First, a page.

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This chapter is from the book

This chapter is from the book

The Consolidation Process

The consolidation process starts when you identify candidate systems and applications. First measure the resource usage and service levels of those systems so you can see which application workloads will fit together best.

Next, migrate those systems to a common Solaris release and patch revision and do some testing so you can be sure that everything works correctly in the same environment. You also need to make sure that there are no conflicts in the name service configuration and network services files. For example, local password files may need to be merged, and any conflicting port numbers specified in the /etc/services file may need to be cleared. If you use a name service such as NIS for all your password and services information, then the systems should already be seeing the same name space and definitions. Using a common name service eases the consolidation process. If you prefer to make all the changes at one time, then you can upgrade as the application is consolidated, but allow for more testing time and a more incremental installation process on the consolidated system

For each group of consolidated applications, you must choose appropriate resource management controls. Once you have consolidated your applications to fewer systems, monitor and re-size the consolidated systems to allow for peak loads. You can either remove excess resources for use elsewhere or identify additional candidate applications to be consolidated onto these systems. Treat this as a rolling upgrade program rather than a one-time big change.

An obvious question that arises is how many systems should the new consolidation contain. Circumstances vary, but the basic principles remain the same. If you treat consolidation as a process, then the number of systems decreases over time and the size of systems increases.

Downtime impacts multiple applications on the consolidated systems. Therefore, when you increase the resources by adding an extra application, you want to do so without rebooting. Consolidated upgrades benefit from systems that can perform dynamic reconfiguration. The midrange Sun Ultra_ Enterprise_ E3000-E6500 servers can perform I/O board reconfiguration with the Solaris 2.6 release, but they require the Solaris 7 release for dynamic reconfiguration of CPU and memory, which causes some application availability issues. The number of system footprints may be too high with midrange servers, and it is hard to reduce the total number of servers effectively. With the high-end Starfire system, Dynamic System Domains (DSDs) solve these problems. DSDs are supported on the Solaris 2.5.1, 2.6, and 7 releases. The total number of DSDs can be reduced as applications are consolidated.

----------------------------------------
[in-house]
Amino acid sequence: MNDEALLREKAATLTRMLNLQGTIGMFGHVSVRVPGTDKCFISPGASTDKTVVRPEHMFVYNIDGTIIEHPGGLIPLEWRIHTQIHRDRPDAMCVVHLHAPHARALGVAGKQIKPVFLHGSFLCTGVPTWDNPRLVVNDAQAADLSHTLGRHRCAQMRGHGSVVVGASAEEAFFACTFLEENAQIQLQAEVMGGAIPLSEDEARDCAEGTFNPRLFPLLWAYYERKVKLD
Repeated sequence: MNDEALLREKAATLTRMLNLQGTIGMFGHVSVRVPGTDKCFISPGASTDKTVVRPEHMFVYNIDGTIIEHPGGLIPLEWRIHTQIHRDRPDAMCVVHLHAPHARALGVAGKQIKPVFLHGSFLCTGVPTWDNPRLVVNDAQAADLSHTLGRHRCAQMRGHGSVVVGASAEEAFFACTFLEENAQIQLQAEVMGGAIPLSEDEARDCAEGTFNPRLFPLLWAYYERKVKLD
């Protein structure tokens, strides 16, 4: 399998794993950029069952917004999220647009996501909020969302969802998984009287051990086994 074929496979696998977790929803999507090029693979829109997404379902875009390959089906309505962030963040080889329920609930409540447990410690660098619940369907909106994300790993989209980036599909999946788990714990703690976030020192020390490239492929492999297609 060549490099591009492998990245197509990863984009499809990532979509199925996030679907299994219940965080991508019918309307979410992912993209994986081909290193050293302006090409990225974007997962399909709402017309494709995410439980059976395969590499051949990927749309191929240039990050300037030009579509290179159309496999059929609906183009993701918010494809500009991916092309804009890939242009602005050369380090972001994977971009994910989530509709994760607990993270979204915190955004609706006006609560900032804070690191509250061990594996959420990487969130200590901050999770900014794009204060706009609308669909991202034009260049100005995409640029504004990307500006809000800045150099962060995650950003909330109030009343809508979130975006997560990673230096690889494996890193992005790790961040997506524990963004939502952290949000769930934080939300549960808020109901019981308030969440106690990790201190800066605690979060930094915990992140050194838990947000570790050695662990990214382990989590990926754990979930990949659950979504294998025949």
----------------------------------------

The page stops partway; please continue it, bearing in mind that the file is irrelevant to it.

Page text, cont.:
One approach is to use each DSD for a different Solaris revision. You may have a large DSD for the bulk of your Solaris 2.6 applications, a smaller one for applications that have not yet migrated from the Solaris 2.5.1 release, and a development and test DSD for the Solaris 7 release. Over time, the Solaris 2.5.1 DSD will shrink away and its resources will migrate into the other DSDs. Applications will also migrate into the Solaris 7 DSD. The key benefit here is that this all happens under software control, using a single system footprint in the data center. DSDs are described in detail Chapter 8.

Use the Solaris Resource Manager or the Solaris Bandwidth Manager software or processor sets to control applications within a single copy of the Solaris operating environment.

A consolidated system runs a mixture of workloads. You have to choose relevant processes and aggregate to measure them. The remainder is overhead or unplanned activity. If it is significant, it should be investigated. Break down network workloads as well so that you know which applications are generating the network traffic.

There is a common set of measurements to collect per workload.

  • Number of processes and number of users
  • End user response times for a selection of operations
  • User and System CPU usage
  • Real and virtual memory usage and paging rates
  • I/O rates to disk and network devices
  • Microstate wait timers to see which resources are bottlenecks

To actually perform workload aggregation you have to match patterns in the data.

  • match processes on user name
  • match processes on command name and arguments
  • match processes using processor set binding
  • match system accounting data using user and command name
  • match network packets on port number and protocol

You usually have to assign disks and file systems to workloads manually. Dealing with shared memory, libraries, and code makes RAM breakdown hard.

When you are accumulating measurements don't accumulate the ps command CPU%. It's a decayed average of recent CPU usage, not an accurate measure of actual CPU usage over an interval. You need to measure the actual process CPU time used in each interval by taking the difference of two measurements. There is more detail on the available measurements and what they mean in Chapter 5.

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